Alice Sheppard performed two solos, So, I will wait and Trusting If/Believing When. Alice’s dance career ties directly back to a dare from Homer that altered her trajectory from a professor of Medieval Studies into an award winning artist. In her works, especially Trusting If/Believing When, we see a deep commitment to the exploration of movement potential. There is a classical sensibility that combines with a contemporary willingness to risk exposing the physical labor as real, as full of effort and management instead of hiding it behind studied ease. Her dances themselves are an example of disability-led design, her work in, under, above and around her wheelchair is powerful, graceful and daunting. At one point, in Trusting If/Believing When, she rolls on her back in a circle on the floor and we hear the chair’s rims, spokes and frame connect with the floor. It is a display of incredible physical prowess and the material reality of the apparatus that she is strapped into at that moment. At other moments, she undoes the strap and plays along the brink of possibilities. Throughout, she hovers and plunges, bringing us back again and again to the edge where both crashing and gliding are options, but she repeatedly soars.
Stephen Petronio offered the 3rd season of his 5-year Bloodlines project for his company at The Joyce last week. The project honors a lineage of American postmodern dance that has shaped the accomplished choreographer. This program included works by Yvonne Rainer. Diagonal (1963) opened the show. Amidst the soothing sound of their sneakers treading on the marley dance floor, dancers Ernesto Breton, Davalois Fearon, Kyle Filley, Jaqlin Medlock, Tess Montoya, and Megan Wright would call out numbers or letters that would decide the manner in which they would diagonally cross the stage – for instance, “5” meant a spread-legged, walk on the balls of the feet, with arms held up and cheeks blown out into bubble. The task-based, pedestrian-ness complimented the complexity of attending to instantaneous choice making amidst a scored group composition before a paying audience. Trio A with Flags (1966/1970) was performed once naked, but for flags (a gesture of political defiance), by Nicholas Sciscione, Joshua Tuason and Wright and once in street clothes by Fearon, Filley, Medlock and Montoya. I preferred the first rendition, every ripple and rotation was available for view on at least one body at any given moment and the flacid Stars and Stripes felt particularly poignant amidst an era of excessive testosteronical posturing. Observing the simple musicality of sitting, standing and dropping one’s pillow in her Chair-Pillow (1969), reminded me that an endless array of large-cast, college, guest repertory works that use basic movement tasks to offer inclusive performance opportunities were once revolutionary challenges to the demands of virtuosic displays in dance. Nicholas Sciscione’s performance of Steve Paxton’s Excerpt from Goldberg Variations (1986) was the highlight of an excellent program. Several years ago, scholar Ramsay Burt used philosopher Walter Benjamin’s 1940 reading of Paul Klee’s Angelus Novus painting (in his “Theses on the Philosophy of History”) as an entry point into examining Paxton’s improvisations in his Steve Paxton’s Goldberg Variations and the Angel of History. Watching Sciscione’s exquisite and precise execution of what was once instantaneous composition and exploration was almost unendurably beautiful, like an angel descended. As we watched his sinewy back ripple and roil, it could have been easy to image wings unfolding. Petronio performed Anna Halprin’s 1999 The Courtesan and The Crone and the completed the program by delivering yet another luscious, full-company work Untitled Touch, with an original score by longtime collaborator Son Lux.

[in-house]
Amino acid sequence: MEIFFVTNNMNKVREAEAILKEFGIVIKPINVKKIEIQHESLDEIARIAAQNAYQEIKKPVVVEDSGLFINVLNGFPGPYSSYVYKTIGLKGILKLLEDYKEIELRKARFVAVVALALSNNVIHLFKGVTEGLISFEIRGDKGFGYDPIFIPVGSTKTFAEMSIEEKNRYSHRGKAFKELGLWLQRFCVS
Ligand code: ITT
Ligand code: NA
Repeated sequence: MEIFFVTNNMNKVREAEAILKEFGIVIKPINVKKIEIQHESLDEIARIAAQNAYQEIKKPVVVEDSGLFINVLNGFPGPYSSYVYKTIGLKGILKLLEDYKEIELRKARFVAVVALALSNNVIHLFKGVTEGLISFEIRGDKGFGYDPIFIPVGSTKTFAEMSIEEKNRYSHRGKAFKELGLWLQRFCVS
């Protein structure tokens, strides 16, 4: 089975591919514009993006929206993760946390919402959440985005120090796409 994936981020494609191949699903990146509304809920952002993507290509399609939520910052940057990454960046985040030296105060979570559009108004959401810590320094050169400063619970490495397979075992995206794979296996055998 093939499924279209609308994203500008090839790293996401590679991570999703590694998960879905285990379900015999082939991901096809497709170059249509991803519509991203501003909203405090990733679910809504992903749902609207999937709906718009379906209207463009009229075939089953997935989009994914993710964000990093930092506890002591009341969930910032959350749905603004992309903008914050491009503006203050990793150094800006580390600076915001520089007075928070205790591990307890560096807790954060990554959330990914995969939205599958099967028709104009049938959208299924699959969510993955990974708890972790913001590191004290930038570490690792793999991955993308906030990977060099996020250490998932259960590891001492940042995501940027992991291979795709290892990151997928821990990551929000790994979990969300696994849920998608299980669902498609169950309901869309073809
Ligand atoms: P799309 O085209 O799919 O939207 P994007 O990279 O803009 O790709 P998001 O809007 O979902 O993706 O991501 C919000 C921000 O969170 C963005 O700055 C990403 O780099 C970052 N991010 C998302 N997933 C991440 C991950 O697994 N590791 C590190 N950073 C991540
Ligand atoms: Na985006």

This weekend, Gibney Dance is presenting their first batch of Work Up 3.0 artists. As Ben Pryor, Director of Performance and Residency Program’s noted in the program, this is the 3rd year of one of Gibney’s first performance programs. This month Work Up supports emerging dance and performance artists through a series of three shared-bill performances and an exhibition in the Gibney Dance Gallery. The first night featured Kareem Alexander’s I Only Stop When I Am Full, a work that began as a look into his own exhaustion but, according to the talkback, shifted once he was in the studio with fellow former Hunter College students Camilla Maria Davis, Keiry Abril Amparo, and Janice Tomlinson. “That was in my mind, but in rehearsal it started being about being black as hell!” A couple years away from these good people, I soaked in the juicy goodness of researching rotating hips and some serious left-jabs. Rachel Sigrid Freeburg collaborated with s. lumber (and a plant) for her gentle and intertwined Still Life, Back There: a dyke-otomy. Millie Heckler and Samantha Lysaght’s Giving Yourself to Me Could Never Be Wrong indulged in excessive consumption and endurance. Work Up 3.1 continues tonight at 8pm and returns with new programs on 4/14-15 and 21-22.